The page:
best to pick up and then transport the
Police have confiscated five frozen, dead tigers
from a house in central Vietnam.
The tiger carcases were discovered, with their
organs removed, during a raid on a house in
the north central Nghe An province, according
to Tran Minh Son, deputy head of the Nghe
An Provincial Police Department for the
He said no arrests were made in Monday’s
raid, which followed a tip-off, as the house’s
owner was abroad.
“If we collect enough evidence, we will take
criminal proceedings against the violator,” Son
The tigers are alleged to be Indochinese tigers
weighing around 100kg to 150kg each, without
internal organs, Viet Nam News reported.
Tigers, which are endangered worldwide, are
sometimes illegally trafficked from Vietnamese
tiger farms for use in east Asian traditional
A kilogram of pure tiger bone paste can sell
for up to $US5000 ($7098) on the black market.
Tiger paste is used to treat ailments such as
headaches. — D PA
Frozen tiger carcases seized
Spider venom saves brain from stroke
The deadly venom of Australia’s Darling
Downs funnel-web spider may one day be used
to treat stroke patients.
Researchers at the University of Queensland
and Monash University have discovered a
protein found in the DNA of the spider’s venom
can protect the brain from damage in the crucial
hours after a stroke.
“ We believe that we have, for the first time,
found a way to minimise the effects of brain
damage after a stroke,” Professor Glenn King,
from the UQ Institute for Molecular Bioscience,
During a stroke, brain cells die because of
a lack of oxygen and glucose caused by an
obstruction to blood flow to organs.
Hi1a works by blocking acid-sensing in
channels in the brain, the key drivers of brain
damage after stroke.
Preclinical studies in rats, published in
journal Proceedings of the National Academy
of Sciences of the United States of America,
showed a single dose of Hi1a administered up
to eight hours after a stroke protected brain
tissue and drastically improved neurological
King said this protein offered an “exceptional”
level of protection during a reasonably lengthy
window of opportunity for treatment.
“Hi1a even provides some protection to the
core brain region most affected by oxygen
deprivation, which is generally considered
unrecoverable due to the rapid cell death caused
by stroke. ”
Stroke is one of this country’s biggest killers
and a leading cause of disability, striking
someone in Australia every 10 minutes.
King says this unlikely small protein holds
great promise for the future treatment of
“This world-first discovery will help us provide
better outcomes for stroke sur vivors by limiting
the brain damage and disability caused by this
devastating injury,” he said.
The researchers are now working to secure
financial support to fast-track this promising
stroke therapy towards clinical trials. — AAP
Middle East, nor th African airpor ts focus
A scandal the over sale of expired meat
in Brazil is an “economic embarrassment ”
the president says and several countries
have suspended some meat imports from
the South American nation.
President Michel Temer sought to play
down the scandal, calling it a “fuss” and
noting that only three of the more than
4000 meatpacking plants in Brazil have
been forced to close.
Still, he acknowledged that it has
caused “an economic embarrassment for
the country” as he spoke to a conference
organised by the Council of the
The European Union, China, Hong
Kong and Chile have halted some meat
imports from Brazil, a major blow to the
struggling economy of a country that is
among the world’s largest exporters of
Brazilian investigators charge that
health inspectors were bribed to
overlook the sale of expired meats. Police
also allege that the appearance and smell
of expired meats was improved by using
chemicals and cheaper products like
water and manioc flour.
Brazil’s trade associations for beef, pork
and poultry producers warned that the
scandal could have a massive effect on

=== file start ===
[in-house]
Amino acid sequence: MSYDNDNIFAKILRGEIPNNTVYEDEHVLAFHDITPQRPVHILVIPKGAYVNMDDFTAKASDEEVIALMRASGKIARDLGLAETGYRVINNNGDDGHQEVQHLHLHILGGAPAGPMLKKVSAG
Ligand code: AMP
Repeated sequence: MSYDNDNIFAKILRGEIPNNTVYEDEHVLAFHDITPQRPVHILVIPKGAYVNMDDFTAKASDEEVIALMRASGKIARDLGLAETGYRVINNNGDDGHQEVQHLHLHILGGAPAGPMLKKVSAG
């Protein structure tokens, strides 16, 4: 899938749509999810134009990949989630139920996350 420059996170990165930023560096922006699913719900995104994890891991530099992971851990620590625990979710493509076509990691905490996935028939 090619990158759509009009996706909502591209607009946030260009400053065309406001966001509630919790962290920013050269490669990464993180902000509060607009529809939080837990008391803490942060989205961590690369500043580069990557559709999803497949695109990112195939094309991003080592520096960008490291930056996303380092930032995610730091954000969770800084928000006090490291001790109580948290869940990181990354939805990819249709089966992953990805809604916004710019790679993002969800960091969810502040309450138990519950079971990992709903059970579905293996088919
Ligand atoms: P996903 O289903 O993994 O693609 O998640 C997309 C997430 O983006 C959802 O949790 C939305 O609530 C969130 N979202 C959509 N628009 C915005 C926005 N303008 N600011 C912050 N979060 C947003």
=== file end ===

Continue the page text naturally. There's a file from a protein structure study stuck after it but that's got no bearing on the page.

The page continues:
employment and the economy because
the sector’s exports represent 15% of
total exports. Beyond that, cattle-raising
is an integral part of Brazil’s culture,
Sunday barbecues are a weekly rite, and
country music from the grasslands is
popular throughout Brazil.
So far, Brazil’s government has barred
the exports of meats from 21 plants being
investigated, but that has not fully allayed
concerns of the countries it exports to.
Sales for internal consumption in Brazil
are not affected. — AP
Centrist Emmanuel Macron’s bid for
power in France gathered pace overnight
when he won support from a junior
minister in the Socialist government
while the interior minister resigned amid
scandal in a new twist to the topsy-tur vy
Voters rated Macron as the strongest
performer of the five leading candidates
who took part in the first debate of the
presidential election campaign, watched
by nearly 10 million viewers, according
to snap opinion polls.
His front-running status was reinforced
by an endorsement from a junior
minister in Socialist President Francois
Hollande’s administration, the first
government member openly to back the
independent politician in preference to
the Socialist candidate, Benoit Hamon.
In addition to the endorsement from
biodiversity minister Barbara Pompili,
of the ecology party, Macron also won
backing from Bernard Poignant, a close
adviser to Hollande.
The turbulent election campaign was
rocked again by the sudden resignation
of Interior Minister Bruno Le Roux
over press reports he paid his daughters
from public funds for summer jobs in
parliament when he was a lawmaker.
The hiring of family members by
politicians has become a sensitive issue
after conser vative candidate Francois
Fillon became embroiled in a similar
scandal over parliamentary assistant jobs
for his wife and two of his children.
Le Roux quit after financial prosecutors
opened an inquiry into the allegations
against him, although he insisted he
did nothing wrong. Le Roux’s quick
resignation contrasts with Fillon’s
dogged refusal to step down as candidate
even after magistrates opened a formal
investigation against him.
New twist in
Specials available South Island only, price valid until Sunday 26 March 2017 or while stocks last. Trade not supplied. Due to current
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only available to Clubcard Members at New World South Island stores when they scan their Clubcard at the time of purchase.
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Kellogg’s Beauty &
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290g, Special K Original
300g, Coco Pops
Original 375g or
60-108s or Ultimate
Red or Green
Product of Chile or
Edam, Mild or Colby
Medal Ale or
Summit Lager 330ml
24 Pack Bottles